Published on December 30th, 2017 | by Georgia Archonti0
Ireland: Court of Appeal rules that applicant was not afforded a fair procedure by the Refugee Appeals Tribunal
On 15 November 2017, the Irish Court of Appeal ruled in case BW v. Refugee Appeals Tribunal & Others, which concerned a Nigerian woman who arrived in Ireland in 2007 and who applied for asylum in September 2011 following her arrest for failure to produce documentation. In her asylum interview before the Office of the Refugee Applications Commissioner (ORAC), she claimed that her husband was the leader of a political group called “the Asatoro group”, that he had been killed by supporters of the government and that she had received death threats due to her husband’s involvement with that group. Her application was rejected due to a lack of credibility.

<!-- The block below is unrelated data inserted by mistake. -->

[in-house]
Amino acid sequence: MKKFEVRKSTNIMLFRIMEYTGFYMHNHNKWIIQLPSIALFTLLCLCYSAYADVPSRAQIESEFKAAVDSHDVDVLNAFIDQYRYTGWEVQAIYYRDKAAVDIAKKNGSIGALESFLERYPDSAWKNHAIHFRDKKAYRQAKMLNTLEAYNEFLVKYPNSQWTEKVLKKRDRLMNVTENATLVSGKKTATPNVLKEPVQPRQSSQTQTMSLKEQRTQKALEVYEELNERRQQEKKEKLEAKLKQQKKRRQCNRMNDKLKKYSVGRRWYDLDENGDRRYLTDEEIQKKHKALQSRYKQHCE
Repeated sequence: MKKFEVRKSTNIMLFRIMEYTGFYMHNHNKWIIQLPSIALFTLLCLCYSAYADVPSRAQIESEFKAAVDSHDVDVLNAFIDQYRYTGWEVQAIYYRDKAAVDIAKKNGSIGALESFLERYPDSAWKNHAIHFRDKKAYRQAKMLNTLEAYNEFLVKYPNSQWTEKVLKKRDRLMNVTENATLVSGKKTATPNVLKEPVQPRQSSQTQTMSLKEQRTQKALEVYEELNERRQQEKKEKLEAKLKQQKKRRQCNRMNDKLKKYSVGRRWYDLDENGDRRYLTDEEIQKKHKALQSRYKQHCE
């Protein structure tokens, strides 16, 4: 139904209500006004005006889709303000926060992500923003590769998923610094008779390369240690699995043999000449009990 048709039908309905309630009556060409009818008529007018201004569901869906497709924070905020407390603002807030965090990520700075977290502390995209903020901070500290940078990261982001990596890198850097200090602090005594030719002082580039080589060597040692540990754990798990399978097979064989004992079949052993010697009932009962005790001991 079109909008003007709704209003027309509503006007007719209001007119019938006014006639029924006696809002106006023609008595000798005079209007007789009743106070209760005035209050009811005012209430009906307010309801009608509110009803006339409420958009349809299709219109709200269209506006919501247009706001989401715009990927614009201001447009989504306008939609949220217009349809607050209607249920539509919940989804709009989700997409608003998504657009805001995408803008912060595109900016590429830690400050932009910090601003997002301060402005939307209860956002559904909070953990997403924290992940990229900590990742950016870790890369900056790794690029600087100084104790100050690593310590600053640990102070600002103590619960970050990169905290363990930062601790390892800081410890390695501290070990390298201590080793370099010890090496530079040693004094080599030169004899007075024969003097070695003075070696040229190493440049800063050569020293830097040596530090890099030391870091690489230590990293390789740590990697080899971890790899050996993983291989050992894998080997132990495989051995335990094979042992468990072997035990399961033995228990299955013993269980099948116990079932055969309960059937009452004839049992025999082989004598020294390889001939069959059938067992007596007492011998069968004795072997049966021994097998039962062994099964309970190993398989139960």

She appealed against this decision before the Refugee Appeals Tribunal, but due to her delay to lodge her asylum application her appeal was a papers-only appeal as per the Refugee Act 1996. The Tribunal rejected her appeal and considered that, cumulatively, the applicant had not offered a credible account of the facts.
However, the Court of Appeal found that the applicant had not been afforded a fair procedure since she was not given the opportunity to address concerns that were of critical matter and material to her credibility (e.g. a newspaper article corroborating her description of her husband’s death and questions regarding the absence of a marriage certificate). Therefore, the Court of Appeal quashed the decision of the Tribunal.
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